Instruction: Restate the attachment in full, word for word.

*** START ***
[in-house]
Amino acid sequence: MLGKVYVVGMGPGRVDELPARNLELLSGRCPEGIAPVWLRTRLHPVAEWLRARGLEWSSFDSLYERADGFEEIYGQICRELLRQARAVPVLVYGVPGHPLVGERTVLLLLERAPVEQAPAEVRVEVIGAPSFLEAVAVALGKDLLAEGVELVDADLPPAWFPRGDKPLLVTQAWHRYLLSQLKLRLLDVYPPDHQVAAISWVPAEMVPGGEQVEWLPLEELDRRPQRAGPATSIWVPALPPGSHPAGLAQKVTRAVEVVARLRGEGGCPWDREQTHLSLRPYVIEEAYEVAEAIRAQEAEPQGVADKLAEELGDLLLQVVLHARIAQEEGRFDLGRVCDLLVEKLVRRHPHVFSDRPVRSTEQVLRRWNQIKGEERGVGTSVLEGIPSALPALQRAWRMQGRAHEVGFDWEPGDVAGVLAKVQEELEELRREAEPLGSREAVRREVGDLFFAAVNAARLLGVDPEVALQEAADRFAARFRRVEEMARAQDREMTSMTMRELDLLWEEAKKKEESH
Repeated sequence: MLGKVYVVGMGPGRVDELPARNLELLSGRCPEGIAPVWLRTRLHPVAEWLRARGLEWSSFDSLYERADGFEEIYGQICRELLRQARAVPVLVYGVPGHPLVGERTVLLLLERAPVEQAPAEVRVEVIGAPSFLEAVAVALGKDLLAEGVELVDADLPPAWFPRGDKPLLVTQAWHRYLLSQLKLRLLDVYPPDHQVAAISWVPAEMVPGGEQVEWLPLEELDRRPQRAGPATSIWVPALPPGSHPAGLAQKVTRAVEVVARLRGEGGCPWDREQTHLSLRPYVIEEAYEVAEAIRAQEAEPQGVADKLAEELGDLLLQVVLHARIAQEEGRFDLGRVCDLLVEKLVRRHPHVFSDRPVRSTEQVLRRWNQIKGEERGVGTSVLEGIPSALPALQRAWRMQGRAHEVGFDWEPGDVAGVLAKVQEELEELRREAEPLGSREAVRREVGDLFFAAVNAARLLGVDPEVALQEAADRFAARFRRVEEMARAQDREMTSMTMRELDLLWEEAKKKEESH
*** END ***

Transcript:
[in-house]
Amino acid sequence: MLGKVYVVGMGPGRVDELPARNLELLSGRCPEGIAPVWLRTRLHPVAEWLRARGLEWSSFDSLYERADGFEEIYGQICRELLRQARAVPVLVYGVPGHPLVGERTVLLLLERAPVEQAPAEVRVEVIGAPSFLEAVAVALGKDLLAEGVELVDADLPPAWFPRGDKPLLVTQAWHRYLLSQLKLRLLDVYPPDHQVAAISWVPAEMVPGGEQVEWLPLEELDRRPQRAGPATSIWVPALPPGSHPAGLAQKVTRAVEVVARLRGEGGCPWDREQTHLSLRPYVIEEAYEVAEAIRAQEAEPQGVADKLAEELGDLLLQVVLHARIAQEEGRFDLGRVCDLLVEKLVRRHPHVFSDRPVRSTEQVLRRWNQIKGEERGVGTSVLEGIPSALPALQRAWRMQGRAHEVGFDWEPGDVAGVLAKVQEELEELRREAEPLGSREAVRREVGDLFFAAVNAARLLGVDPEVALQEAADRFAARFRRVEEMARAQDREMTSMTMRELDLLWEEAKKKEESH
Repeated sequence: MLGKVYVVGMGPGRVDELPARNLELLSGRCPEGIAPVWLRTRLHPVAEWLRARGLEWSSFDSLYERADGFEEIYGQICRELLRQARAVPVLVYGVPGHPLVGERTVLLLLERAPVEQAPAEVRVEVIGAPSFLEAVAVALGKDLLAEGVELVDADLPPAWFPRGDKPLLVTQAWHRYLLSQLKLRLLDVYPPDHQVAAISWVPAEMVPGGEQVEWLPLEELDRRPQRAGPATSIWVPALPPGSHPAGLAQKVTRAVEVVARLRGEGGCPWDREQTHLSLRPYVIEEAYEVAEAIRAQEAEPQGVADKLAEELGDLLLQVVLHARIAQEEGRFDLGRVCDLLVEKLVRRHPHVFSDRPVRSTEQVLRRWNQIKGEERGVGTSVLEGIPSALPALQRAWRMQGRAHEVGFDWEPGDVAGVLAKVQEELEELRREAEPLGSREAVRREVGDLFFAAVNAARLLGVDPEVALQEAADRFAARFRRVEEMARAQDREMTSMTMRELDLLWEEAKKKEESH